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Tag Archives: Medieval Period

York Mystery Plays: A Selection in Modern Spelling

     

Edited and Introduced by Richard Beadle and Pamela King
Country: Great Britain
Genre: Drama
Years: 14th Century
Edition Read: Oxford World’s Classics, 1987 cover design.
First Read: Yes

The requirements that existed for my English major were quite thorough in that they forced students to be exposed to works from all six British periods, Shakespeare, critical theory, linguistics, Canadian and American, etc. One that I dreaded most, as I’ve mentioned in a previous post, was Medieval literature. I managed to delay this until my final year. I have extreme difficulty with Middle English – I have since I first slogged through “The Tale of the Wyf of Bathe” in my first-year survey course. My Middle English Literature course was interesting albeit challenging (lowest mark I received in my entire degree); we studied the original Robin Hood poems and plays, some biblical reinterpretations, lots of King Arthur tales, and The Book of Margery Kempe – which I still look at on my bookshelf with contempt. I was so happy to be finished with this course. Since then, I have grown quite fond of Middle English literature, but these days I read it in translation, typically an Oxford World’s Classics edition. Blasphemy you say? Not at all! I chose to read Chaucer, Langland, or Mallory for pleasure. In an academic setting, translations are very inappropriate, but at home for fun, I see no problem with reading a [quality] Middle English translation.

My latest literary conquest is York Mystery Plays: A Selection in Modern Spelling edited by Richard Beadle and Pamela King. These plays are the oldest of the English mystery cycles which depicted the most spiritually important episodes from the Bible. Dating from at least the 14th century, these plays were performed on the Feast of Corpus Christi starting at sunrise in the city of York. Each play was performed by a different craft guild (equivalent to a union in today’s parlance), which were known in Middle English as mysteries. Hence, York Mystery Plays. These plays are still performed today as part of a theatre festival in York:

I’ve had this book on my shelf since 2003. I wanted to read something from this period, so I figured this book had been patient enough and deserved to be read. This was a tough slog which got the dreaded one-star rating on Goodreads. The reason I did not enjoy it relates back to my thoughts on translations. I assumed that the subtitle of this edition “A Selection in Modern Spelling” meant that this was a translation. I assumed wrong. This book was neither a translation, nor a raw a Middle English text. It was this strange hybrid of the two that rendered this text practically unreadable. Essentially, words that would have roughly the same spelling, would be updated to current spelling (ex. wyf changed to wife) and archaic letters were updated to the modern orthographic equivalent. Additionally, one other small annoyance that upped the challenge was the placement of the notes. Normally, Middle English texts will have inline notes, so any note on a particular line is justified on the right margin; this allows for some flow from line-to-line. This volume though, used footnotes. This caused extreme disruption in trying to get through the text.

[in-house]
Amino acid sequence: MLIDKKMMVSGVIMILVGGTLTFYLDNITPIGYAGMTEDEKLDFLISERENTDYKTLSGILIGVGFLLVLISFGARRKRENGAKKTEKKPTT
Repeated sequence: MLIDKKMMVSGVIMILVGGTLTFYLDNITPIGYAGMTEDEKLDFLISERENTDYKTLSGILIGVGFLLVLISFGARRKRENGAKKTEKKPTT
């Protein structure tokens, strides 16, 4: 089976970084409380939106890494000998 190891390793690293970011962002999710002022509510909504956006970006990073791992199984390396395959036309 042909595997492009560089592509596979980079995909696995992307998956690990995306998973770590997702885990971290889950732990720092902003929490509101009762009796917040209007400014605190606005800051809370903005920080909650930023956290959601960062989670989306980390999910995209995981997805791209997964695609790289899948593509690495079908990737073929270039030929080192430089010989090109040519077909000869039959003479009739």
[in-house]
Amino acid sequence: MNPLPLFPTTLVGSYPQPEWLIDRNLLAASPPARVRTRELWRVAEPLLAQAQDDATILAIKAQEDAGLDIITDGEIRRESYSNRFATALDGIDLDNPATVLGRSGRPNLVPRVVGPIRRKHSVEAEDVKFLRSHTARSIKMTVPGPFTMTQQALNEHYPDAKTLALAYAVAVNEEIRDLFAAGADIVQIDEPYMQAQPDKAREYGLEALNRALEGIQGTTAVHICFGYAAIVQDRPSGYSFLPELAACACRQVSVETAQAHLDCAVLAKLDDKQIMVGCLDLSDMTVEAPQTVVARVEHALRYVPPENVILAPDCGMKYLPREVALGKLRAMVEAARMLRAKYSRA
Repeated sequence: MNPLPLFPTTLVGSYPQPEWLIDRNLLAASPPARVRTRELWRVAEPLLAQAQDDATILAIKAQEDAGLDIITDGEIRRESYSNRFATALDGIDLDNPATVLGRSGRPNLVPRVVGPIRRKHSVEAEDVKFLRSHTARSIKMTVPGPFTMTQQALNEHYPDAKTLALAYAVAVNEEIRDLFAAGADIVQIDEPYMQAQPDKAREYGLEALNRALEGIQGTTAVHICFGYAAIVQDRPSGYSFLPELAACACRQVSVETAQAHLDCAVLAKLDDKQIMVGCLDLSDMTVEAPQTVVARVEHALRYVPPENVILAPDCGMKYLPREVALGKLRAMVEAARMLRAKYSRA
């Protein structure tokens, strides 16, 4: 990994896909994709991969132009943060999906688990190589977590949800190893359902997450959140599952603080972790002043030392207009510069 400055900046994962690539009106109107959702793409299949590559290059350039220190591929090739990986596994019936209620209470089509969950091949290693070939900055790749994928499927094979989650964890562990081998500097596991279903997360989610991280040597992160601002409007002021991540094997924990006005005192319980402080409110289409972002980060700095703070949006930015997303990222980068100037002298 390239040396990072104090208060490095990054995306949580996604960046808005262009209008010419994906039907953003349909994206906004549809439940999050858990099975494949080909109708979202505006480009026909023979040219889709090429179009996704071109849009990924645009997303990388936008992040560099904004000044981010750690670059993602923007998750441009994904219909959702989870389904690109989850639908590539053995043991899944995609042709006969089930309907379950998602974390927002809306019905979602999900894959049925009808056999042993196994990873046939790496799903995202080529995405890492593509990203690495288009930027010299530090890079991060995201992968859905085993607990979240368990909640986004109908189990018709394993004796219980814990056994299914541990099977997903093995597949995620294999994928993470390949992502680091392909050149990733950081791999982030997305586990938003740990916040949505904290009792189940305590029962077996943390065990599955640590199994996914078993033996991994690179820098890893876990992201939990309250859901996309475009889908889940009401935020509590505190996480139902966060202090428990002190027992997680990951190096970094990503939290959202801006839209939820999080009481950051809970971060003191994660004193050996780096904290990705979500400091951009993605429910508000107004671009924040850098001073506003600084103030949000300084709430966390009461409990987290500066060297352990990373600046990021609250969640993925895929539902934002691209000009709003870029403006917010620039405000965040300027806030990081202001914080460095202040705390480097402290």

If you can power through the deep editorial flaws of this volume, the plays themselves are quite interesting. Pilate and Jesus are fascinating characters and the Passion narrative has some interesting interpretations of Biblical tradition. The headnote of each play gives a good outline of what the play is about, some notes about the guild putting on the play, and some insight into the authorship. One thing that fascinated me was the sometimes-tongue-in-cheek pairings of the play and the guild (the Butchers and the Death of Christ for instance).

This is an important work in the English literary canon and one of the earliest examples of English drama. The clips I’ve found online of contemporary productions in York are mesmerizing. I’m going to track down a different edition and read these plays again someday; they deserve far better than what they get in this volume.

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Posted by on April 9, 2017 in British Drama

 

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The Earliest English Poems